One change is the Urban Agriculture License. This license is to be obtained by folks whose principal use of their property is operating market gardens, farms or community gardens. Folks who fall into this category have until July 26, 2014 to obtain their license. If you are unsure whether or not you fall into this category, please contact the City. The changes expand the allowance of urban agriculture to all zone districts and additionally allow for farmers markets in mixed-use zones.
The one I hear most talked about of course is what animals folks can now have on their property. Council has allowed for the number of chickens to go from the maximum of six, to now be determined by one’s property size. The restriction of roosters remains as well as the restrictions in slaughtering. This is principally for laying hens. The code changes now allow for duck hens (no drakes) and (2) dwarf or pygmy goats for milk production. Updates were also made on the beekeeping Ordinance to get it more aligned with current best practices.
Licenses and inspections through the Larimer County Humane Society are required before one can bring these critters onto their property. In the case of goats a class on goat husbandry as well as participation in a CSU study on Q fever as it relates to urban areas is also a requirement. Currently the class is under development and the City anticipates licenses will be issued starting mid-September, once all pre-requisites are met.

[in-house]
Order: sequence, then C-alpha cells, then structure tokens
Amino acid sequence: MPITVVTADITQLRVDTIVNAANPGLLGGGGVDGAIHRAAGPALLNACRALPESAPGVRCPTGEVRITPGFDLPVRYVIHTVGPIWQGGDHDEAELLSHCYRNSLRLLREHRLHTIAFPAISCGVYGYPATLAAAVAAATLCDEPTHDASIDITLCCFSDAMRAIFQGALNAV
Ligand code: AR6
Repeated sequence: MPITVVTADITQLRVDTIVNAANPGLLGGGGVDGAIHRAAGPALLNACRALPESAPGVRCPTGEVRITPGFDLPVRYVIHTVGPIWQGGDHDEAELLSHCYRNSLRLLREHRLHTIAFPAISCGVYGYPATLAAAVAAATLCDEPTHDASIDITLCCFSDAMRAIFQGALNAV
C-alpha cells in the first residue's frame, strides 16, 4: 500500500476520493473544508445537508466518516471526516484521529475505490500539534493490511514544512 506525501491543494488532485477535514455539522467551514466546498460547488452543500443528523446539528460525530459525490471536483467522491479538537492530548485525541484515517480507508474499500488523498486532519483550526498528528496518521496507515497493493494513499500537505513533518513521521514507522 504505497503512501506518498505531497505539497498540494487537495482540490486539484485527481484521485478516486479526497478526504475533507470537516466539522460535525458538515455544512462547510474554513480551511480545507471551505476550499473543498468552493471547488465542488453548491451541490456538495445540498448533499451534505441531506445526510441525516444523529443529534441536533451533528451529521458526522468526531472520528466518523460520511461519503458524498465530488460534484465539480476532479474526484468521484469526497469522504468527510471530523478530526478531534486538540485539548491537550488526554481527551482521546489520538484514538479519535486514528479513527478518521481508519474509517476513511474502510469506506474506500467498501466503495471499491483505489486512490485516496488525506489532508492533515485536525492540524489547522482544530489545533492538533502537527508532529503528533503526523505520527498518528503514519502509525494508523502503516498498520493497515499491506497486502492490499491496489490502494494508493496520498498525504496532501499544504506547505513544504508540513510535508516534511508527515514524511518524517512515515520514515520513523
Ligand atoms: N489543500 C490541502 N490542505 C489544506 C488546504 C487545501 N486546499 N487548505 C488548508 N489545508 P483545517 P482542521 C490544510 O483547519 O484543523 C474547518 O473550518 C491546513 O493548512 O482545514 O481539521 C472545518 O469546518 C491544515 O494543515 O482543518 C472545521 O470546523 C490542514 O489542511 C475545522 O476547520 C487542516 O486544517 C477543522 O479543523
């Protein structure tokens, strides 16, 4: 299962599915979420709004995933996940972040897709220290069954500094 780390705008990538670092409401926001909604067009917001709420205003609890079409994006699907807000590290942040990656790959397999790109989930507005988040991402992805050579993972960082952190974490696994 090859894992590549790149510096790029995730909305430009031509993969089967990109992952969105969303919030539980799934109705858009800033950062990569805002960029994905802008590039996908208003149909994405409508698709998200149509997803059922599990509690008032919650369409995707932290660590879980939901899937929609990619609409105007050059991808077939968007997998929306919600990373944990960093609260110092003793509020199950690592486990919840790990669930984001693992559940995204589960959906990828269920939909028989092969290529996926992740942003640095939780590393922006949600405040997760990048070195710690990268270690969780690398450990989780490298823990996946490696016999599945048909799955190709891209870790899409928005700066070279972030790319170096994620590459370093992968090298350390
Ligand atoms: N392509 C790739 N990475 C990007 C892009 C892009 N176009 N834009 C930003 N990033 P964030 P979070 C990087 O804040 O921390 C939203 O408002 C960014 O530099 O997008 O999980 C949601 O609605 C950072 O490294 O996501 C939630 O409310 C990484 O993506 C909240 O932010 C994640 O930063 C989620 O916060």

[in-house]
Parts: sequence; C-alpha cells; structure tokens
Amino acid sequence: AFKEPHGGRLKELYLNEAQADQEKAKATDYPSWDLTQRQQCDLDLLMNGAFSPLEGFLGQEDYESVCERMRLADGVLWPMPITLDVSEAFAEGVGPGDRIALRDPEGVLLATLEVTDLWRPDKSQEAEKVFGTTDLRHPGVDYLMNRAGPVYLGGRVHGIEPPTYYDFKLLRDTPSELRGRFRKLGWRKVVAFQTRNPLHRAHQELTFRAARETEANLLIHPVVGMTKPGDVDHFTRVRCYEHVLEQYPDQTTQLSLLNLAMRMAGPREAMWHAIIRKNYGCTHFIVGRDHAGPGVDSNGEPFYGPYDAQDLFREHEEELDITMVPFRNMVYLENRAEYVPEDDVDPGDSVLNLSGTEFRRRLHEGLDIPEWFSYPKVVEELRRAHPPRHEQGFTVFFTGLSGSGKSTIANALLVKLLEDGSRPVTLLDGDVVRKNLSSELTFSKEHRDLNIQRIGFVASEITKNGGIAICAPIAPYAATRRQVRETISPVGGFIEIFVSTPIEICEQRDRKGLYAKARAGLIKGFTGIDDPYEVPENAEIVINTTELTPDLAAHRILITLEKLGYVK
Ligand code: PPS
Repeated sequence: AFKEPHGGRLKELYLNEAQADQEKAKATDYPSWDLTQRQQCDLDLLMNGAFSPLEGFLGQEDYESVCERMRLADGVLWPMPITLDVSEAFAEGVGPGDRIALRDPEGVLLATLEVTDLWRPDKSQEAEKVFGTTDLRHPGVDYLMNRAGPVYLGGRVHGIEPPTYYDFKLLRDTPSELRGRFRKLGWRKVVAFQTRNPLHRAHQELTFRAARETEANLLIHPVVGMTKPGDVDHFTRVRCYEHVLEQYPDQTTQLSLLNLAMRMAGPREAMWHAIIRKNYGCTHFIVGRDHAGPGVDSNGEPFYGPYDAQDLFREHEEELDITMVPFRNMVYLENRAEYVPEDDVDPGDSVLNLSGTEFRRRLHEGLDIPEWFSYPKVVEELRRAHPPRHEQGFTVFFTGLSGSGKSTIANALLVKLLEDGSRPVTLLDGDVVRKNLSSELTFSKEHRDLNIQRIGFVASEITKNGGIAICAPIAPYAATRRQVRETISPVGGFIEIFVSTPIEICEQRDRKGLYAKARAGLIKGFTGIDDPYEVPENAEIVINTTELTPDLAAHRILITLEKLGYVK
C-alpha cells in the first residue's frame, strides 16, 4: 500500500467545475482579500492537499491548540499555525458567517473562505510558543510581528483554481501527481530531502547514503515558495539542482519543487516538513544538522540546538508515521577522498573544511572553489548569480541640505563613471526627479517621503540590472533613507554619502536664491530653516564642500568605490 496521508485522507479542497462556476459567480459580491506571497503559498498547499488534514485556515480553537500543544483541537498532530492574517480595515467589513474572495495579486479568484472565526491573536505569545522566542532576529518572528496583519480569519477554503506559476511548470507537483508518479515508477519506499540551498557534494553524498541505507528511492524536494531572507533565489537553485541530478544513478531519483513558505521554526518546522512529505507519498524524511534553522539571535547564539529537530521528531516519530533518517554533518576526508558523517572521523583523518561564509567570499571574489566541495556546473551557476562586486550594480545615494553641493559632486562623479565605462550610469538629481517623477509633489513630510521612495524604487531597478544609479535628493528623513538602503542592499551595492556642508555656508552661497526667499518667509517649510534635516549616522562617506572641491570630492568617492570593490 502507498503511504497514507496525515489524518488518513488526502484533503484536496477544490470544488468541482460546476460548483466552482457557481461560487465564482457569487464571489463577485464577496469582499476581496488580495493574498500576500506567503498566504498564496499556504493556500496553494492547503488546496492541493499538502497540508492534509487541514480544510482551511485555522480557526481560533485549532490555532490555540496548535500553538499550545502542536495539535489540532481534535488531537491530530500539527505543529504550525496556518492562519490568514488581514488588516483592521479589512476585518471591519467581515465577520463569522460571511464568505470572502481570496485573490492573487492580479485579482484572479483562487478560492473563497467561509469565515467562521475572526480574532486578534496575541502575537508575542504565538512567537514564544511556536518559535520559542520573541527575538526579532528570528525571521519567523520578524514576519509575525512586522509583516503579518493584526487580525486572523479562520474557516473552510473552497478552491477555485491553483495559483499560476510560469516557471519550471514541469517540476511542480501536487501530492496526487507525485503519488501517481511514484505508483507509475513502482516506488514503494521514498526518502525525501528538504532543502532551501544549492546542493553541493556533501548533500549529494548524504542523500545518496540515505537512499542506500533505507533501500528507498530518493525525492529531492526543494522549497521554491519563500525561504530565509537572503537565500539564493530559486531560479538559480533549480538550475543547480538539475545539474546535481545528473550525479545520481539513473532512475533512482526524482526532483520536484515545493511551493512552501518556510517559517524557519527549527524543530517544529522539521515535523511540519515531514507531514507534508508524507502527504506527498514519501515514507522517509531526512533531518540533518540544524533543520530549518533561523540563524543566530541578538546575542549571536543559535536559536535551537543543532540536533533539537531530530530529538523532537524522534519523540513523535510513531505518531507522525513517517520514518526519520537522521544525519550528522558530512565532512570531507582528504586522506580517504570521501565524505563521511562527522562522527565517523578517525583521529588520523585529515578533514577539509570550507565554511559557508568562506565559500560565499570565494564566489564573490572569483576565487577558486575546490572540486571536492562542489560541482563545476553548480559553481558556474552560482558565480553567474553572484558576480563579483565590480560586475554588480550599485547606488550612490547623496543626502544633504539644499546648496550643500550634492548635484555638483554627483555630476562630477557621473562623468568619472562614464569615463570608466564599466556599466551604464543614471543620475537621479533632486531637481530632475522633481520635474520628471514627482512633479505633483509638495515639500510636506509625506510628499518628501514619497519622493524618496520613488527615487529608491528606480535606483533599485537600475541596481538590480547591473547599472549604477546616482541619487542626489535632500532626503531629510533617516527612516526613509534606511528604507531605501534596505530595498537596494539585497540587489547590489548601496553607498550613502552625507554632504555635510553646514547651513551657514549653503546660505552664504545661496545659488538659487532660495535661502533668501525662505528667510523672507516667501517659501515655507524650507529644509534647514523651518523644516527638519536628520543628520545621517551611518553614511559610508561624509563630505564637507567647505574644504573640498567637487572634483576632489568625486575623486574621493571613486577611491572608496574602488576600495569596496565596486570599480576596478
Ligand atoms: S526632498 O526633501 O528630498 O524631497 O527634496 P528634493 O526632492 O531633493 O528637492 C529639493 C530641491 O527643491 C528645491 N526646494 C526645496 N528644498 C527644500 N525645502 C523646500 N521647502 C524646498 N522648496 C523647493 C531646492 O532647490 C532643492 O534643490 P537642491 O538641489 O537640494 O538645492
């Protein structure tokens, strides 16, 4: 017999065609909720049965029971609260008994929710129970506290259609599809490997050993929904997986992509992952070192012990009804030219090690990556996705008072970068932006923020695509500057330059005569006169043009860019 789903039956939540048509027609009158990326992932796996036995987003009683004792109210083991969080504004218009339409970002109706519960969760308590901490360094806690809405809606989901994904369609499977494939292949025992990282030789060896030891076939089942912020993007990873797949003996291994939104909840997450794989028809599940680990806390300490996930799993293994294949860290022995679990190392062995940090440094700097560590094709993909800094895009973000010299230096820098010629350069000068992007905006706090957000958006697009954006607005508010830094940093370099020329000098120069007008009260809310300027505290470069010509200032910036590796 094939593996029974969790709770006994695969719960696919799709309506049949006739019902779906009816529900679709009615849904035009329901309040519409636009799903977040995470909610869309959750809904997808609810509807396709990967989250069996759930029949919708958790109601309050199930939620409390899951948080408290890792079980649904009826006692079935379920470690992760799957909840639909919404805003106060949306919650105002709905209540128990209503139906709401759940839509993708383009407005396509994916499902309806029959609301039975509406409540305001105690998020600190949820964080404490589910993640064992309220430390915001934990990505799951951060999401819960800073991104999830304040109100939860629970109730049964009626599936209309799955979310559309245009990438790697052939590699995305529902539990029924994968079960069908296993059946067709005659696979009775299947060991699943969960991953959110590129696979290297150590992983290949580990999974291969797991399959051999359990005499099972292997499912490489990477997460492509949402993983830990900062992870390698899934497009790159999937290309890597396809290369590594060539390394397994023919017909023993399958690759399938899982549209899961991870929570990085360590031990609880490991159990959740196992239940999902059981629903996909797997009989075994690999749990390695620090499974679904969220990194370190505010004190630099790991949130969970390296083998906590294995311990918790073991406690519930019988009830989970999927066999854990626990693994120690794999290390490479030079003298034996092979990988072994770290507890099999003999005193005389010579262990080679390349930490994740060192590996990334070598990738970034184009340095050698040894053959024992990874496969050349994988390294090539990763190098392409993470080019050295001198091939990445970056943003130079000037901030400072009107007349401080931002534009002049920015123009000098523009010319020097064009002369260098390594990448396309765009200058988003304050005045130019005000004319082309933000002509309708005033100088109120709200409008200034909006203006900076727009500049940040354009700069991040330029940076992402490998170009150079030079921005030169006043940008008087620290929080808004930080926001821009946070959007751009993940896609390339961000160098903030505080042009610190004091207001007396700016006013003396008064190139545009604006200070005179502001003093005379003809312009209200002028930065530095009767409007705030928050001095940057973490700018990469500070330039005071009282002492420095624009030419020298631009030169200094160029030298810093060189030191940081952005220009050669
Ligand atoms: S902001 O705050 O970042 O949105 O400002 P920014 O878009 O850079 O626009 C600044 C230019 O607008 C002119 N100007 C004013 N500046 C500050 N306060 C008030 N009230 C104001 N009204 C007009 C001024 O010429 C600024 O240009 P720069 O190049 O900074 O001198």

Attached here ( AGENDA-ITEM_JUL-16-2013_ITEM_31 (1) ) you can find all the information from the first reading through the current adoption of these changes July 16, 2013 that was issued to folks on the email list. I recommend reading all this information to understand not only how one acquires the necessary licenses, but to also understand the various requirements depending on what type of dwelling you live in, like for example obtaining letters from your neighbors indicating they have no objection to you raising poultry or goats next door. In addition, it is important to understand the concerns the City has relating to predators and potentials for disease.
Up next, Council has requested staff to draft regulations for the raising of farm animals in zone districts where they have currently been allowed and standards for hoop houses. Over the next few months these regulations will be developed and their will be an opportunity for public input. This is a great chance to provide your input into how urban agriculture will evolve in the City of Fort Collins. If your interested in being in the loop about this topic and any upcoming proposed changes, you can contact Senior Environmental Planner Lindsay Ex at email@example.com. If you have questions about licensing or raising goats in the City you can contact the Larimer County Humane Society at 970-226-3647.
And for all of you excited about being able to pursue some backyard homesteading, welcome and farm on!